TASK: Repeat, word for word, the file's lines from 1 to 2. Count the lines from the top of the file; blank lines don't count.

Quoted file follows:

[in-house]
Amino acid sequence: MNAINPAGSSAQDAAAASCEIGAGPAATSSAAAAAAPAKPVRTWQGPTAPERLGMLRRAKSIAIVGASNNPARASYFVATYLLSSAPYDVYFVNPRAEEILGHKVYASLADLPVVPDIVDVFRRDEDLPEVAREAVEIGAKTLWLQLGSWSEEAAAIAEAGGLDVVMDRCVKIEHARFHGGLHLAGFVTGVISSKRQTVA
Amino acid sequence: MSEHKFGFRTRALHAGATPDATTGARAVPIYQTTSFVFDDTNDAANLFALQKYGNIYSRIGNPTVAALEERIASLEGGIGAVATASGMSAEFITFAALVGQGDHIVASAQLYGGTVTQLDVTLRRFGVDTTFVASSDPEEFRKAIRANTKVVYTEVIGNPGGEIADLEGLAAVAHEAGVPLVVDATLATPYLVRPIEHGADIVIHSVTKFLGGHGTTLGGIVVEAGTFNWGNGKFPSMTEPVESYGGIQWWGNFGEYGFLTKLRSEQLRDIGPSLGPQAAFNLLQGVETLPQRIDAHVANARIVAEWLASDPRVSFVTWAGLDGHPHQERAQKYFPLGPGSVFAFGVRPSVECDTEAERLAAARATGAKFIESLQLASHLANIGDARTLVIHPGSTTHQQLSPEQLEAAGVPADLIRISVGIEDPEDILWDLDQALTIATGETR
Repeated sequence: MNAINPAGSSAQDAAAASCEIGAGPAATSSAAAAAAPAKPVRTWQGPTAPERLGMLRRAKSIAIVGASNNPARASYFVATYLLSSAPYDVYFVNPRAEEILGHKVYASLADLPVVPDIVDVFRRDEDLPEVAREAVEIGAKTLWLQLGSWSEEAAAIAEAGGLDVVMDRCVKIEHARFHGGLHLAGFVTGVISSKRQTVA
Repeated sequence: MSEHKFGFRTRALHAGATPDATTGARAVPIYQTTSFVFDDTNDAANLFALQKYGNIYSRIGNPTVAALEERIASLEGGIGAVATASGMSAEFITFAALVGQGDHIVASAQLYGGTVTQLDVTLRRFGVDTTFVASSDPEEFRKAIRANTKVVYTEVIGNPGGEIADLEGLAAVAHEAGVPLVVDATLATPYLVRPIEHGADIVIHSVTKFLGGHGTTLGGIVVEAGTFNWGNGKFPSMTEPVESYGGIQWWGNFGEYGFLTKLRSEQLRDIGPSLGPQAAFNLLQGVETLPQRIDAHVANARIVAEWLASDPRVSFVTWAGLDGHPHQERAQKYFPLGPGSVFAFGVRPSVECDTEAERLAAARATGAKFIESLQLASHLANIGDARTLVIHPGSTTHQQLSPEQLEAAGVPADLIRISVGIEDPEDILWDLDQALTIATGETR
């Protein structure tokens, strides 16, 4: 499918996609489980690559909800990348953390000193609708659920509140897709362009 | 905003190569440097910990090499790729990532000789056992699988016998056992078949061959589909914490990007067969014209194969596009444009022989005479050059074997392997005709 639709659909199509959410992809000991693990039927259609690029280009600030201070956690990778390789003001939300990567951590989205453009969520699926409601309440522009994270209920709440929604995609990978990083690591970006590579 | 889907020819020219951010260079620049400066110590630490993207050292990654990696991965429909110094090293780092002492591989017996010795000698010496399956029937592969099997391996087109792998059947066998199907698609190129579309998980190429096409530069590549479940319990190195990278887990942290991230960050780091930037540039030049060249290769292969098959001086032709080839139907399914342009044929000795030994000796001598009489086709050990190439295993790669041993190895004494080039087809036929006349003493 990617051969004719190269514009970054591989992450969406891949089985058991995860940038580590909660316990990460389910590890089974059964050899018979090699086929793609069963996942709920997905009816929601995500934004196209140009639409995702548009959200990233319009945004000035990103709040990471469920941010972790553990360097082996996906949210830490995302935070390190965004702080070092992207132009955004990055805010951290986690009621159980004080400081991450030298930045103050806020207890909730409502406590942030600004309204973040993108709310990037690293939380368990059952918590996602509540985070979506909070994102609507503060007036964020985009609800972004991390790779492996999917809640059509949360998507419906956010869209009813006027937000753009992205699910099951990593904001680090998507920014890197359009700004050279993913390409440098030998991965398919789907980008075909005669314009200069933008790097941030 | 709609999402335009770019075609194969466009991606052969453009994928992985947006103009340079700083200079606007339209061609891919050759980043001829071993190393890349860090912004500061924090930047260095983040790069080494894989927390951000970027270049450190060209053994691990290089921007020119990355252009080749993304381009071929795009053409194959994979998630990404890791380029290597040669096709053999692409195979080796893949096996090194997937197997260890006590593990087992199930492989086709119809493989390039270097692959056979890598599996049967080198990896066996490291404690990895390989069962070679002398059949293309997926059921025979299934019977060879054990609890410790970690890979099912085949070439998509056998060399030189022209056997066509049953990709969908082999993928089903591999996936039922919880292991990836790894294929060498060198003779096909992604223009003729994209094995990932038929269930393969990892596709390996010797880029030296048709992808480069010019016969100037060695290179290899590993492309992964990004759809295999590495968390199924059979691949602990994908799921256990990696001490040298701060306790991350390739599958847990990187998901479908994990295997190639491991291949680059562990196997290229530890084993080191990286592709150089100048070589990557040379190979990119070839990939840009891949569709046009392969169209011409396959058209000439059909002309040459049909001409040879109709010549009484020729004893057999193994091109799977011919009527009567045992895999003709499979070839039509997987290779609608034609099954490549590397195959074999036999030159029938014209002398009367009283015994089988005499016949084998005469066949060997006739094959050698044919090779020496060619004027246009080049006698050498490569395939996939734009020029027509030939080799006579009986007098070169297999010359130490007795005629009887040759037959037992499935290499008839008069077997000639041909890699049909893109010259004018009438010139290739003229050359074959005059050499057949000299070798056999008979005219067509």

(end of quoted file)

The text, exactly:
[in-house]
Amino acid sequence: MNAINPAGSSAQDAAAASCEIGAGPAATSSAAAAAAPAKPVRTWQGPTAPERLGMLRRAKSIAIVGASNNPARASYFVATYLLSSAPYDVYFVNPRAEEILGHKVYASLADLPVVPDIVDVFRRDEDLPEVAREAVEIGAKTLWLQLGSWSEEAAAIAEAGGLDVVMDRCVKIEHARFHGGLHLAGFVTGVISSKRQTVA